One of the unique elements of the Program is the purposeful exploration of our relationship to the earth and the heavens. It produces insights that contribute to our goals for personal growth. Program activities in this category are designed to discover the bridge between the earth and the heavens, to reveal for each participant that we are the bridge. This spiritual experience resonates differently for each person. The program facilitates its exploration through art, singing, and journaling.
Modules will be introduced that specifically address professional development and participants’ professional and social goals in life. They may include visioning, organizational skill development, time management, effective communication, team building, and more. The work is built on principles and practices of heart-centered business activity.
According to the Step by Step Guidebook for Hiking published by the Appalachian Trail Conservancy, hikers should expect the Trail to be a test, both physically and mentally. Part of the joy of hiking the AT is learning to deal with and overcome its challenges, to feel resilient and self-sufficient in a wild, rough place that has few of the amenities of civilized life. Because most hikes start at the foot of a mountain, the first and last few miles of any hike are often the toughest. Ascents challenge your wind; descents challenge your knees and feet. Being in shape and having a good mental attitude go hand in hand. Even the best-made plans can be ruined if a person is not in a position to enjoy where his or her physical efforts have taken them.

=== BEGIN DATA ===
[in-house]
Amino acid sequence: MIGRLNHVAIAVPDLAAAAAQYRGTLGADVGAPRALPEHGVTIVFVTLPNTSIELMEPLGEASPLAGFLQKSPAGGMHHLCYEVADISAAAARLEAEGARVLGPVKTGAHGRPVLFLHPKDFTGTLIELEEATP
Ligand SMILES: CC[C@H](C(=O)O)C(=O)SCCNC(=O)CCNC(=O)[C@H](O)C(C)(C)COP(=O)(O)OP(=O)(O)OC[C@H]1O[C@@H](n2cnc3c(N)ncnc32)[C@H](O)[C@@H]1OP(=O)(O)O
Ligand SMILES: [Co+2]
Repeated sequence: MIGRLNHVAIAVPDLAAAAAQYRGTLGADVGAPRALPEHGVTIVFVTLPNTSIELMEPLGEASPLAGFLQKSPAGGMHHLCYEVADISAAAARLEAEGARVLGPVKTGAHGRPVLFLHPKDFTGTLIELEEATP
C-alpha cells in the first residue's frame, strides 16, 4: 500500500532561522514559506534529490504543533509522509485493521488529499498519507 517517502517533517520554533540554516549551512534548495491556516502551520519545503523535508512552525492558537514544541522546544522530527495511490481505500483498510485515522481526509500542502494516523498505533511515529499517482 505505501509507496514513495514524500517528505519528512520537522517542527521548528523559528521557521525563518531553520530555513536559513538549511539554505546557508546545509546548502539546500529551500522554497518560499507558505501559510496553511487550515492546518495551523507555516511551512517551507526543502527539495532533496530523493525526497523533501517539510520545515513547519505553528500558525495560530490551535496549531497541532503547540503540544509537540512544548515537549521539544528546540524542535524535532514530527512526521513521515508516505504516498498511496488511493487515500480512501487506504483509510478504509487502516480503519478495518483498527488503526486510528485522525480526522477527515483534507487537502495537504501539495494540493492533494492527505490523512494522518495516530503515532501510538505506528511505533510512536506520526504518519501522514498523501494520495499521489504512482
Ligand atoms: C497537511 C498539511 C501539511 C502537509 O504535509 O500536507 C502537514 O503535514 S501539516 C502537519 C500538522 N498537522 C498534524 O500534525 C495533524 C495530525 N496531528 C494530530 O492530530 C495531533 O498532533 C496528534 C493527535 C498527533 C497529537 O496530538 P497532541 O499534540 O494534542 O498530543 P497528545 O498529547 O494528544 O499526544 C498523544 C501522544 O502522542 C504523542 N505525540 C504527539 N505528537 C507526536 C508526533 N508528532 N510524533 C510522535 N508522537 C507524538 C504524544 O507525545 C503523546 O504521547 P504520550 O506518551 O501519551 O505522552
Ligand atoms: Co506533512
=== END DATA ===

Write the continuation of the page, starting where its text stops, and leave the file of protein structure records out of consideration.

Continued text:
Training opportunities that address these rigors of hiking are included in the Program calendar. Hikers need to get used to their boots and equipment and learn what and how to assemble their back packs. Participants will work up to carrying a full pack gradually. Leg strengthening and aerobic training exercises are included. Participants will apply the principles of good nutrition that they learn in the Program.
Endorsements and Partnerships
Alliances with the Appalachian Trail Conservancy, the Appalachian Long Distance Hikers Association, Institute of Radical Forgiveness, other organizations with an express commitment to long distance hiking, and possibly area colleges/universities have the potential to strengthen the Program and facilitate its delivery.
Design and Operations
The actual design and implementation plan of the Program will be developed in collaboration with Partners and service providers/contractors that are aligned with the vision, mission, and objectives of the Program.
Regina Reiter, Program Creator